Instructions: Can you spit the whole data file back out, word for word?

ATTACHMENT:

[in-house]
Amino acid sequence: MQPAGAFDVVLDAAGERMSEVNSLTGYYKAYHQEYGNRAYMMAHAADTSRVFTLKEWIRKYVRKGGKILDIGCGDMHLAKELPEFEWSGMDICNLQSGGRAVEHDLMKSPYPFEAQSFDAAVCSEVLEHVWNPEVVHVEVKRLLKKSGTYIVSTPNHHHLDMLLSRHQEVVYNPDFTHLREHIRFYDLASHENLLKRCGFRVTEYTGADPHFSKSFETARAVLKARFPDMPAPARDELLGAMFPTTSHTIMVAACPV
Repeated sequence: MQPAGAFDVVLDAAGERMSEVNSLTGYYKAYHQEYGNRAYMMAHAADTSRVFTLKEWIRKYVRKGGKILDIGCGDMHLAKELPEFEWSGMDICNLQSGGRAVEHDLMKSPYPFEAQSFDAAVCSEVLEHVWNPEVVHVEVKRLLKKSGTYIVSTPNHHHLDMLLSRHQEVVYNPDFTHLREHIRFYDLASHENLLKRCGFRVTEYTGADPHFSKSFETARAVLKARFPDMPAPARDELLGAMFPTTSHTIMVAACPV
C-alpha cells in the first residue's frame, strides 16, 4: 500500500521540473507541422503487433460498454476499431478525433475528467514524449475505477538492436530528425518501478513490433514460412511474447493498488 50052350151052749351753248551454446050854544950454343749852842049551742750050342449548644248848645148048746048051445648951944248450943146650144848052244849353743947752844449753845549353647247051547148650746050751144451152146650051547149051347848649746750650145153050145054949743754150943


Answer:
[in-house]
Amino acid sequence: MQPAGAFDVVLDAAGERMSEVNSLTGYYKAYHQEYGNRAYMMAHAADTSRVFTLKEWIRKYVRKGGKILDIGCGDMHLAKELPEFEWSGMDICNLQSGGRAVEHDLMKSPYPFEAQSFDAAVCSEVLEHVWNPEVVHVEVKRLLKKSGTYIVSTPNHHHLDMLLSRHQEVVYNPDFTHLREHIRFYDLASHENLLKRCGFRVTEYTGADPHFSKSFETARAVLKARFPDMPAPARDELLGAMFPTTSHTIMVAACPV
Repeated sequence: MQPAGAFDVVLDAAGERMSEVNSLTGYYKAYHQEYGNRAYMMAHAADTSRVFTLKEWIRKYVRKGGKILDIGCGDMHLAKELPEFEWSGMDICNLQSGGRAVEHDLMKSPYPFEAQSFDAAVCSEVLEHVWNPEVVHVEVKRLLKKSGTYIVSTPNHHHLDMLLSRHQEVVYNPDFTHLREHIRFYDLASHENLLKRCGFRVTEYTGADPHFSKSFETARAVLKARFPDMPAPARDELLGAMFPTTSHTIMVAACPV
C-alpha cells in the first residue's frame, strides 16, 4: 500500500521540473507541422503487433460498454476499431478525433475528467514524449475505477538492436530528425518501478513490433514460412511474447493498488 50052350151052749351753248551454446050854544950454343749852842049551742750050342449548644248848645148048746048051445648951944248450943146650144848052244849353743947752844449753845549353647247051547148650746050751144451152146650051547149051347848649746750650145153050145054949743754150943